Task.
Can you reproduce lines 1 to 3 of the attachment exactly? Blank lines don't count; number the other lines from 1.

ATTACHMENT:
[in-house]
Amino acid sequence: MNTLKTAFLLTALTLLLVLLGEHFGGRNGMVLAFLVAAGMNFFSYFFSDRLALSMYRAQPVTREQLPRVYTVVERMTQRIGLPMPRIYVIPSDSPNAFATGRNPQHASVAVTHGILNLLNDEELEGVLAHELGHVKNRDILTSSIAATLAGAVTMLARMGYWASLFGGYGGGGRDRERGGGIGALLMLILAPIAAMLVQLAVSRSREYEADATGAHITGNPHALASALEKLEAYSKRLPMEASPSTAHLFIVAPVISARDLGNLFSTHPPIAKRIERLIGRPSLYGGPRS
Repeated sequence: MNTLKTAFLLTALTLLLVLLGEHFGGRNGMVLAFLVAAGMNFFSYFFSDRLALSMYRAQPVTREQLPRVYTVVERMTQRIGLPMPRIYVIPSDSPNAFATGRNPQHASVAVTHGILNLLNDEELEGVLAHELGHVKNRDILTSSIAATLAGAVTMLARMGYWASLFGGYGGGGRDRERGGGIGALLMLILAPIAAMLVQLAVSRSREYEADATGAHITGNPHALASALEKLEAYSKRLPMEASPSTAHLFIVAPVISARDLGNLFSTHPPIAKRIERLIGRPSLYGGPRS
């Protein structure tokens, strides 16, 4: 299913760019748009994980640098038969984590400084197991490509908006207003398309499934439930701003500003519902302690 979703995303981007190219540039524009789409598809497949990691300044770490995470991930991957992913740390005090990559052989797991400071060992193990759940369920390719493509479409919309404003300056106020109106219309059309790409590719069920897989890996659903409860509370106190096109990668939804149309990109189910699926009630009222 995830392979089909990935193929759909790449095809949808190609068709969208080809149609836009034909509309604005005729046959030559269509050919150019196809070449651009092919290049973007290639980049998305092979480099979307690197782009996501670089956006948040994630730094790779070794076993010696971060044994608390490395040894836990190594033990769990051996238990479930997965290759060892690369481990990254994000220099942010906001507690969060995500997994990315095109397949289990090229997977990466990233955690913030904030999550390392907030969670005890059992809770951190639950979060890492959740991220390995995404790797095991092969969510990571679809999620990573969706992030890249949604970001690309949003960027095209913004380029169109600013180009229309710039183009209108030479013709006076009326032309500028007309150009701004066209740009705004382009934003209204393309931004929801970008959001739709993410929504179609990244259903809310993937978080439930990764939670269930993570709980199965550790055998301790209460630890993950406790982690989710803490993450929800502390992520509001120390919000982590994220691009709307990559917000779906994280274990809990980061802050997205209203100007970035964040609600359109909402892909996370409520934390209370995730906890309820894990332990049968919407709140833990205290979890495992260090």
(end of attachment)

[in-house]
Amino acid sequence: MNTLKTAFLLTALTLLLVLLGEHFGGRNGMVLAFLVAAGMNFFSYFFSDRLALSMYRAQPVTREQLPRVYTVVERMTQRIGLPMPRIYVIPSDSPNAFATGRNPQHASVAVTHGILNLLNDEELEGVLAHELGHVKNRDILTSSIAATLAGAVTMLARMGYWASLFGGYGGGGRDRERGGGIGALLMLILAPIAAMLVQLAVSRSREYEADATGAHITGNPHALASALEKLEAYSKRLPMEASPSTAHLFIVAPVISARDLGNLFSTHPPIAKRIERLIGRPSLYGGPRS
Repeated sequence: MNTLKTAFLLTALTLLLVLLGEHFGGRNGMVLAFLVAAGMNFFSYFFSDRLALSMYRAQPVTREQLPRVYTVVERMTQRIGLPMPRIYVIPSDSPNAFATGRNPQHASVAVTHGILNLLNDEELEGVLAHELGHVKNRDILTSSIAATLAGAVTMLARMGYWASLFGGYGGGGRDRERGGGIGALLMLILAPIAAMLVQLAVSRSREYEADATGAHITGNPHALASALEKLEAYSKRLPMEASPSTAHLFIVAPVISARDLGNLFSTHPPIAKRIERLIGRPSLYGGPRS